- K-type main-sequence star
A K-type main-sequence star (K V), also referred to orange dwarf, are main-sequence (hydrogen-burning) stars of spectral type K and luminosity class V. These stars are intermediate in size between red M-type main-sequence stars of luminosity class V and yellow G-type main-sequence stars of luminosity class V. They have masses of from 0.5 to 0.8 times the mass of the Sun[dubious ] and surface temperatures between 3,900 and 5,200 K., Tables VII, VIII. Examples include Alpha Centauri B and Epsilon Indi.
These stars are of particular interest in the search for extraterrestrial life because they are stable on the main sequence for a very long time (15 to 30 billion years, compared to 10 billion for the Sun). This may create an opportunity for life to evolve on terrestrial planets orbiting such stars. Orange dwarfs are about three to four times as abundant as sun-like stars, making planet searches easier.
Formation · Pre–main sequence · Main sequence · Horizontal branch · Asymptotic giant branch · Dredge-up · Instability strip · Red clump · PG1159 star · Mira variable · Planetary nebula · Protoplanetary nebula · Luminous red nova · Luminous blue variable · Wolf–Rayet star · Supernova impostor · Supernova · Hypernova · Hertzsprung–Russell diagram · Color–color diagram
Protostars Luminosity class Spectral classification Remnants Failed and
Nucleosynthesis Structure Properties Star systems Earth-centric
Star names · Arabic names · Chinese names · Most massive · Least massive · Largest · Brightest (Historical) · Most luminous · Nearest (Nearest bright) · Stars with exoplanets · Brown dwarfs · Planetary nebulae · Novae · Notable supernovae · Supernova remnants · Supernova candidates · Timeline of stellar astronomy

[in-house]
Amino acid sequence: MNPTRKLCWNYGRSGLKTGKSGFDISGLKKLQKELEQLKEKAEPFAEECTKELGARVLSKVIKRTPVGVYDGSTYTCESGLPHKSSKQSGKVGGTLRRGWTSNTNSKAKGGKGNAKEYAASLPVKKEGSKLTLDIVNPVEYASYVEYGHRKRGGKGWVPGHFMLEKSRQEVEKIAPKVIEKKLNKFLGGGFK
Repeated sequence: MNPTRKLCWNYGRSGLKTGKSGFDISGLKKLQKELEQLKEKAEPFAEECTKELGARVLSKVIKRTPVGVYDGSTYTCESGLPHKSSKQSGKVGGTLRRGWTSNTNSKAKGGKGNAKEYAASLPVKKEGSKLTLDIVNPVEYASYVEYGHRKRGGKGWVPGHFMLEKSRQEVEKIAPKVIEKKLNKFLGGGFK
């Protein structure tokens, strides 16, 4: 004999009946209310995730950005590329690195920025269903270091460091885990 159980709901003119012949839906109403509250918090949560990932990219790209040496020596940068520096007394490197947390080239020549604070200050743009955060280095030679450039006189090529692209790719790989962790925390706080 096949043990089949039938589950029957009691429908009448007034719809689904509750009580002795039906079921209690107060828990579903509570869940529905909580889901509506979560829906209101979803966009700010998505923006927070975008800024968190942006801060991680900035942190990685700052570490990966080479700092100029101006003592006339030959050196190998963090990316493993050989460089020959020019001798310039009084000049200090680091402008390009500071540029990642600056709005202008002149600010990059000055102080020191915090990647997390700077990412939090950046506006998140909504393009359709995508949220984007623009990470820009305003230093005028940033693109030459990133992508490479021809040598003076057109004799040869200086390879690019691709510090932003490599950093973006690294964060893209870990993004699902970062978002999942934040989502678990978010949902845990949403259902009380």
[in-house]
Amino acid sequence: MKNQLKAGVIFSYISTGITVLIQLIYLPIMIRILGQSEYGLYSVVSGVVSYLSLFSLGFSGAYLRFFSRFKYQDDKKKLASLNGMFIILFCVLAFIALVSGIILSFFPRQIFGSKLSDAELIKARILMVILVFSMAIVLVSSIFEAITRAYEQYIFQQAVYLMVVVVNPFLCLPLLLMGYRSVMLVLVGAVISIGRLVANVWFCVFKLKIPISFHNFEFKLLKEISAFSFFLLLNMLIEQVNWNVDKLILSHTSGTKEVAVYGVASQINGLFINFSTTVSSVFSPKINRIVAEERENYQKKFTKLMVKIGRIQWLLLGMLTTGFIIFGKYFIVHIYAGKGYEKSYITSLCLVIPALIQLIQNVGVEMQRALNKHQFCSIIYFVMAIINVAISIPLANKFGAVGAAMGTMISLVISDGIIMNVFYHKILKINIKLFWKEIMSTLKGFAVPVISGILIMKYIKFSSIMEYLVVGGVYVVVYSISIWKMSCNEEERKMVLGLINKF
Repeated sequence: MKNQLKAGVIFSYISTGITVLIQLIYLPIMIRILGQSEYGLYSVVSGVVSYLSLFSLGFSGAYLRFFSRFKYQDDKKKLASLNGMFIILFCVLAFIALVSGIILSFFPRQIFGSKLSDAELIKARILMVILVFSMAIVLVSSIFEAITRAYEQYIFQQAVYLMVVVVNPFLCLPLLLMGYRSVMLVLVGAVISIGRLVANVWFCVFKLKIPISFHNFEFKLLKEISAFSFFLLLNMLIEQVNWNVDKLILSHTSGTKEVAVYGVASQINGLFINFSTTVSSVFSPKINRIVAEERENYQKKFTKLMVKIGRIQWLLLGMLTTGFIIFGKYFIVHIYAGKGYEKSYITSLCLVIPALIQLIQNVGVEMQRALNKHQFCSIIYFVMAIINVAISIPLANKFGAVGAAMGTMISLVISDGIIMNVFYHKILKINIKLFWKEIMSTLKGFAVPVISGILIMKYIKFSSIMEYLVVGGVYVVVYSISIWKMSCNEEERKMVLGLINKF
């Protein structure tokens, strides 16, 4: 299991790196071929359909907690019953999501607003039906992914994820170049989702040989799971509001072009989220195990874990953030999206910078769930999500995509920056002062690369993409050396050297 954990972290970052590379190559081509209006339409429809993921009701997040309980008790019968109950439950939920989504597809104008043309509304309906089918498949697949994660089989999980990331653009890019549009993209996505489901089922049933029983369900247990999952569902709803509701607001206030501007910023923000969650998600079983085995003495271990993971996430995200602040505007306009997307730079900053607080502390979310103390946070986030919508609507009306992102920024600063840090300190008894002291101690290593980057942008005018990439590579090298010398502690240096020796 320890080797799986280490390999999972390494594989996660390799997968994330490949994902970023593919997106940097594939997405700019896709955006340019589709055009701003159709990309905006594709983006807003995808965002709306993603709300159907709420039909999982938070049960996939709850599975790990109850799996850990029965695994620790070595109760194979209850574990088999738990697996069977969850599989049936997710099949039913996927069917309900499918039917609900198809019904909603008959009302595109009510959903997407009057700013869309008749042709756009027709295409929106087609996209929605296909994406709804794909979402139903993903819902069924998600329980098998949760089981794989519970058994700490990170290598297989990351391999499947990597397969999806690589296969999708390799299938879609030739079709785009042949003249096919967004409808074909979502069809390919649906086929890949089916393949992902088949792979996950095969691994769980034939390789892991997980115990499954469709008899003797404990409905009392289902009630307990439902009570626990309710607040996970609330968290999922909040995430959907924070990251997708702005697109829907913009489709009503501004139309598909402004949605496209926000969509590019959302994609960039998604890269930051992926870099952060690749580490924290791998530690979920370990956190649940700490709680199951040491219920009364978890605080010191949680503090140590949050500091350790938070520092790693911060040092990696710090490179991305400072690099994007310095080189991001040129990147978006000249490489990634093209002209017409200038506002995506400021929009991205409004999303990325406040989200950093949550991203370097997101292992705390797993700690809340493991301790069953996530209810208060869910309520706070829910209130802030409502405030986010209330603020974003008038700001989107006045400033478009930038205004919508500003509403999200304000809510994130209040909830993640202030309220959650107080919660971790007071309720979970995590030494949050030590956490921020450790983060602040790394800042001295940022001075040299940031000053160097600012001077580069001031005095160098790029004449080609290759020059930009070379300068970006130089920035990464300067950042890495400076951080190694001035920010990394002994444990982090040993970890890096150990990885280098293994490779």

Related articles Star portal
Wikimedia Foundation. 2010.
Look at other dictionaries:
O-type main-sequence star — Hertzsprung–Russell Diagram Spectral Type Bro … Wikipedia
Main sequence — A Hertzsprung Russell diagram plots the actual brightness (or absolute magnitude) of a star against its color index (represented as B V). The main sequence is visible as a prominent diagonal band that runs from the upper left to the lower right.… … Wikipedia
Off the Main Sequence — Off the Main Sequence: The Other Science Fiction Stories of Robert A. Heinlein … Wikipedia
Star formation — is the process by which dense parts of molecular clouds collapse into a ball of plasma to form a star. As a branch of astronomy star formation includes the study of the interstellar medium and giant molecular clouds as precursors to the star… … Wikipedia
star — starless, adj. /stahr/, n., adj., v., starred, starring. n. 1. any of the heavenly bodies, except the moon, appearing as fixed luminous points in the sky at night. 2. Astron. any of the large, self luminous, heavenly bodies, as the sun, Polaris,… … Universalium
Star — For other uses, see Star (disambiguation) … Wikipedia
Type Ia supernova — A Type Ia supernova is a sub category of cataclysmic variable stars that results from the violent explosion of a white dwarf star. A white dwarf is the remnant of a star that has completed its normal life cycle and has ceased nuclear fusion.… … Wikipedia
Star Wars Episode IV: A New Hope — An original 1977 North American theatrical film poster by Tom Jung Directed by George Lucas … Wikipedia
Star cluster — Star clusters are groups of stars which are gravitationally bound. Two distinct types of star cluster can be distinguished: globular clusters are tight groups of hundreds of thousands of very old stars, while open clusters generally contain less… … Wikipedia
Type II Cepheid — Type II Cepheids are variable stars which pulsate with periods typically between 1 and 50 days. Type II Cepheids are population II stars and are thus old, typically metal poor, low mass objects. Type II Cepheids were historically called… … Wikipedia